After the Deluge, We’re Stagnant

Andrew Breland, The Elephant in the Room

Now that the election is over, Washington has heralded in a new era of bipartisanship, cooperation, and friendliness between members of the two governing parties.

Speaker of the House John Boehner and President Barack Obama have been seen golfing together, relishing in the budget deal cut not 24 hours after the election was decided. Republicans and Democrats have joined hands on the House floor to sing “Kumbaya,” evoking strong memories of the good old days when one party controlled all three lawmaking bodies. The U.S. Senate, in a rare example of congeniality, has decided to pass all legislation proposed by the majority party. The U.S. Supreme Court has stated that it refuses to hear any challenges to laws passed during the Obama administration.

Except that’s not what happened.

Following the election of President Obama, Democrats cheered. Republicans, myself included, returned to the homes we own, businesses we run, and people we care for, to settle in for another four-year ride.

Instead of compromise, politicians took an extended break from Washington after the election. The media picked up the 2016 presidential race (President Rubio anyone?). When Washington finally returned to lawmaking, Obama took a very important step towards bipartisanship when he hosted Steven Spielberg, Daniel Day-Lewis, and other members of the Lincoln cast for a private screening.

In addition to these issues central to U.S. policymaking, politicians have returned to Washington and have begun the search for an illustrious budget deal to avert the “fiscal cliff.” In less than one month, without action, the U.S. economy implodes. Taxes are increased. Federal spending is slashed, especially in the military. Millions will lose their jobs as a result. Already since the election, people’s hours have been cut and workers laid off to avoid the “Obamacare tax” threatened for 2014. To avoid this cliff is to avert total disaster.

But politicians in Washington have returned to the old ways of bickering, fighting, and choosing to ignore the other side to get the job done. Hardly the role of a proper statesman.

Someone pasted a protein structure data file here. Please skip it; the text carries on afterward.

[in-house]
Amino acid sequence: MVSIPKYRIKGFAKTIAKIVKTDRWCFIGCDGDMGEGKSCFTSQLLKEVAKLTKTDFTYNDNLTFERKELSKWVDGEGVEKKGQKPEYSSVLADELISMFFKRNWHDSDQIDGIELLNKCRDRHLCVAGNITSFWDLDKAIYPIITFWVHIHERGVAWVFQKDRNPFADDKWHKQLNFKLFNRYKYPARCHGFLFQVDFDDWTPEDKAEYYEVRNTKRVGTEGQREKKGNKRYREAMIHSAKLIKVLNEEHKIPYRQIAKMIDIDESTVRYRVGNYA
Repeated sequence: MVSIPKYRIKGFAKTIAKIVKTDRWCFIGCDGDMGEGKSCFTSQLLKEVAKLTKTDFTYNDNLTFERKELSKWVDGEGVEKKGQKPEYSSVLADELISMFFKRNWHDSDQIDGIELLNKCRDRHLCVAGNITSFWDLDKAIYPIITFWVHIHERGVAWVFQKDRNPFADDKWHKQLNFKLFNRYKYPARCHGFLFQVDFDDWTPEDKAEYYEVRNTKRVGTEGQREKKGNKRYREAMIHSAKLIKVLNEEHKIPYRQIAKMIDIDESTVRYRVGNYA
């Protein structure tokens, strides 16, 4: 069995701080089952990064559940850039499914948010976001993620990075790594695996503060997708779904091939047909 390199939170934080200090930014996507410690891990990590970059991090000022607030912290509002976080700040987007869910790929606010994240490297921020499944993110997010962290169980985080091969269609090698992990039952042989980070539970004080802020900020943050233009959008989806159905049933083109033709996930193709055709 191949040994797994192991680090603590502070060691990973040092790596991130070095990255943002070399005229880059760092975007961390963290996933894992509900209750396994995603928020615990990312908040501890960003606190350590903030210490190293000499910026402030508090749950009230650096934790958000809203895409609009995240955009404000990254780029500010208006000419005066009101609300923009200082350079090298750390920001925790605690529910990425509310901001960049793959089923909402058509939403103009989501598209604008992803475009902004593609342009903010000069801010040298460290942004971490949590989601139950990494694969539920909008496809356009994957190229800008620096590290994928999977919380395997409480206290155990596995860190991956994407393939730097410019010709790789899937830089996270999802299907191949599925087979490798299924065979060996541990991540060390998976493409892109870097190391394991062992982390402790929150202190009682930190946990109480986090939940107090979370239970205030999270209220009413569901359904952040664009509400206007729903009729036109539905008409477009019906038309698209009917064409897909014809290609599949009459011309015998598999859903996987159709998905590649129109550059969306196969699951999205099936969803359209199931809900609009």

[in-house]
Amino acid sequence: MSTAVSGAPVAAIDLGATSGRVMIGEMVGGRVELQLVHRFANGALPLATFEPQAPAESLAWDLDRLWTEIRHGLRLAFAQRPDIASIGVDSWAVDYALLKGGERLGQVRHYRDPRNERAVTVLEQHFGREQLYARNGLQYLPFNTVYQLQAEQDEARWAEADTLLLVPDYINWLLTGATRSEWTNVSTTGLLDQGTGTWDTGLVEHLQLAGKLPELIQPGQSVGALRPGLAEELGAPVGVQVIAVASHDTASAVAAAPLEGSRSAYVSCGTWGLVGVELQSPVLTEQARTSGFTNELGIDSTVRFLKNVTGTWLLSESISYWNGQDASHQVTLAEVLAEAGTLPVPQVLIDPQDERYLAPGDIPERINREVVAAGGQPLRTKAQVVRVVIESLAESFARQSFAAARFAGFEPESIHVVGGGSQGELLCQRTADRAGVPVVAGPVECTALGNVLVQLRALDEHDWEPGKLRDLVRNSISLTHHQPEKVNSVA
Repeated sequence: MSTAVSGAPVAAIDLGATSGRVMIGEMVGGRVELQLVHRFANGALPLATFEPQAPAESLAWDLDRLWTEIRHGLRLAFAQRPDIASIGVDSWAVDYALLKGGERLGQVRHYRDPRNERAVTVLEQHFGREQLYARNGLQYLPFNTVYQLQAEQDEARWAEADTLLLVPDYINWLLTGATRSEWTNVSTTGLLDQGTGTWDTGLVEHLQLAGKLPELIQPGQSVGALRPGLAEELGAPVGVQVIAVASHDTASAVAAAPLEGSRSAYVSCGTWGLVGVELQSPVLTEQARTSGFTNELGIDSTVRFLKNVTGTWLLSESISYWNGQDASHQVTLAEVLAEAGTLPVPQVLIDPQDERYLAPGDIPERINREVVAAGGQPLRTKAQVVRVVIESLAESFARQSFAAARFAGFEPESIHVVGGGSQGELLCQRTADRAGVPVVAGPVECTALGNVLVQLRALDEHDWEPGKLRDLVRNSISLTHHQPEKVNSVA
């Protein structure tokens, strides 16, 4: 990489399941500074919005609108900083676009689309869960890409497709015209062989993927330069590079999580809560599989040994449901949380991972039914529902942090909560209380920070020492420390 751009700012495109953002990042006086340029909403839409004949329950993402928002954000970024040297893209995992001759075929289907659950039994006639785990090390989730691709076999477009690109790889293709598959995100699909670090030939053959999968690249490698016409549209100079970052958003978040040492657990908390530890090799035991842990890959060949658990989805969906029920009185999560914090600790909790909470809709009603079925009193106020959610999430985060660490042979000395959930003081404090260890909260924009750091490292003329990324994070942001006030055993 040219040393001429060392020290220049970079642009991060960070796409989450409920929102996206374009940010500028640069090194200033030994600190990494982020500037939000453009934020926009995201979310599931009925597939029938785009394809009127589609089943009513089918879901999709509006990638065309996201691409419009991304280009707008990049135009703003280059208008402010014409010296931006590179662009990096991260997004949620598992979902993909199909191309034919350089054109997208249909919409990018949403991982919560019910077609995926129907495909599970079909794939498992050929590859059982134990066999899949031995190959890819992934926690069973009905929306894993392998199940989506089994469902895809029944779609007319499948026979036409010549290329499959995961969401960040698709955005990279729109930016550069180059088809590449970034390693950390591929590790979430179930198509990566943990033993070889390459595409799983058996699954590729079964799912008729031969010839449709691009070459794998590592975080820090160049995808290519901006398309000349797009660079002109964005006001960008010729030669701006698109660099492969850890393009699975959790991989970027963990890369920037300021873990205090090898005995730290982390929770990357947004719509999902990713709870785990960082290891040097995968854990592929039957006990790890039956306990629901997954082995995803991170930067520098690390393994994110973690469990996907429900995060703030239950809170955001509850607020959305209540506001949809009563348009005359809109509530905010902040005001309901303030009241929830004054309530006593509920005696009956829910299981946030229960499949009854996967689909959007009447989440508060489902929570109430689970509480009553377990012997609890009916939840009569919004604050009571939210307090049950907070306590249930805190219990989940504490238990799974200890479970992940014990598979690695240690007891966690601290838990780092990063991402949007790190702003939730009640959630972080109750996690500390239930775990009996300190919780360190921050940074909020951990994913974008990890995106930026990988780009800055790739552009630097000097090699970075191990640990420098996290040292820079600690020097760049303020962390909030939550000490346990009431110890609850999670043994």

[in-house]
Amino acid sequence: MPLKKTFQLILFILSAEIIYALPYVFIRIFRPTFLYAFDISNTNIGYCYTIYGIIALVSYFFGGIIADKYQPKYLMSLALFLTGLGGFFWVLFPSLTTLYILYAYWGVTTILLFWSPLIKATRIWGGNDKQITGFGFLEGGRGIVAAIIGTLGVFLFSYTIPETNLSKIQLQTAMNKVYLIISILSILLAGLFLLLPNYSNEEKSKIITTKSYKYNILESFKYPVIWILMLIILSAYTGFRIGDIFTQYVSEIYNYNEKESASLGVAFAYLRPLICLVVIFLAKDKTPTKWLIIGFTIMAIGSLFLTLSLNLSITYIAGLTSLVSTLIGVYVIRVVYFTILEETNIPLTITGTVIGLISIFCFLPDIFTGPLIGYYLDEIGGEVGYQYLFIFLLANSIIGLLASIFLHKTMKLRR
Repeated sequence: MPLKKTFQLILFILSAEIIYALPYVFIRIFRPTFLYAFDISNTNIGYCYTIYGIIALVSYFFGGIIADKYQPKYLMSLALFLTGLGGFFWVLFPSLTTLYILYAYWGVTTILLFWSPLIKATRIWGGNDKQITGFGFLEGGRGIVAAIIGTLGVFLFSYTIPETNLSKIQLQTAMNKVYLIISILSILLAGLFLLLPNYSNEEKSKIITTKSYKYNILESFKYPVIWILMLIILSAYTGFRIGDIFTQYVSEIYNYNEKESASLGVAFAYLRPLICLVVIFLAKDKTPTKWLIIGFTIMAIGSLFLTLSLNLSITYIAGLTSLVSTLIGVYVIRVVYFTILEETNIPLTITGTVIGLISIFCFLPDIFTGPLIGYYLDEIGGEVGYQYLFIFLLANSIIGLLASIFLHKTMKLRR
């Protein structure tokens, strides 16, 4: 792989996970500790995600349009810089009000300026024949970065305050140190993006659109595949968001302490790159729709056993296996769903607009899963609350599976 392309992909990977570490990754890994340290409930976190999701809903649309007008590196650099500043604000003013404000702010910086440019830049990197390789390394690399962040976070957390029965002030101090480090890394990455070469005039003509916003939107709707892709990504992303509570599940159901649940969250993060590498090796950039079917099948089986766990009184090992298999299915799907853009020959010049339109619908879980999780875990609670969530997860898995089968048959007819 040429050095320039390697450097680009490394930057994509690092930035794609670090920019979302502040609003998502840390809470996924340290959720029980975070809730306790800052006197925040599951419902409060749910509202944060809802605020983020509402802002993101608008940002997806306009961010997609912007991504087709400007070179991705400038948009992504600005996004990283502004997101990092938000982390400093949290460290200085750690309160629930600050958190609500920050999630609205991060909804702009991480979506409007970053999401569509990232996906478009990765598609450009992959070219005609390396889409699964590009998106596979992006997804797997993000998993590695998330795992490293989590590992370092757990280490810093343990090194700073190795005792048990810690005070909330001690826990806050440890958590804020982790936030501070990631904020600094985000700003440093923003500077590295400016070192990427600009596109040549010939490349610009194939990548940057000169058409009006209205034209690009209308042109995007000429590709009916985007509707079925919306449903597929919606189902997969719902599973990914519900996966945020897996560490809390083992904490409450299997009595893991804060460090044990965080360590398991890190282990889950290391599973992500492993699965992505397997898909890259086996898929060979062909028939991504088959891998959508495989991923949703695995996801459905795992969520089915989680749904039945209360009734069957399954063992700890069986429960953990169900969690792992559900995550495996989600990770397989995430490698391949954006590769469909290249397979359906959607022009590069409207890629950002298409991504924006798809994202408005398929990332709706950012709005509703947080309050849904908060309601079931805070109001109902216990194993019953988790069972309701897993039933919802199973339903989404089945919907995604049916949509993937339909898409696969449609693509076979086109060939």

Cracks have begun to show in the party blocs, however. Led by Senator Saxby Chambliss and Representative Peter King, both Republicans, some amount of bipartisanship is appearing. Both Chambliss and King have stated that they are willing to raise taxes and cut spending to avert financial ruin. And that is hardly the end of it. House Republicans unanimously push for simplification of tax loopholes, which would raise revenues.

Taxes, as we all know, are the Republican’s sacred cow. So, you would expect Democrats to applaud this and respond with their own concessions. Asking Democrats to concede a little is hardly revolutionary. But again, Democrats are refusing to move. In fact, Senate Majority Whip Dick Durbin, a Democrat, stated that there is no way Democrats will move to reform entitlements, including Medicare, Medicaid, and Social Security, to aid in avoiding this crisis.

A far cry from the “failure to communicate” popularized by Strother Martin, Democrats simply are not listening. Republicans are willing to compromise and are offering to raise taxes to do it. Democrats remain stubborn.

A long four years ago, then-Senator Barack Obama claimed that rural voters (Republicans) “cling to their guns and religion.” Well, now it’s the Democrats clinging to their fiscal insolvency and pigheadedness.

Personally, I’d rather be clinging to my guns and religion.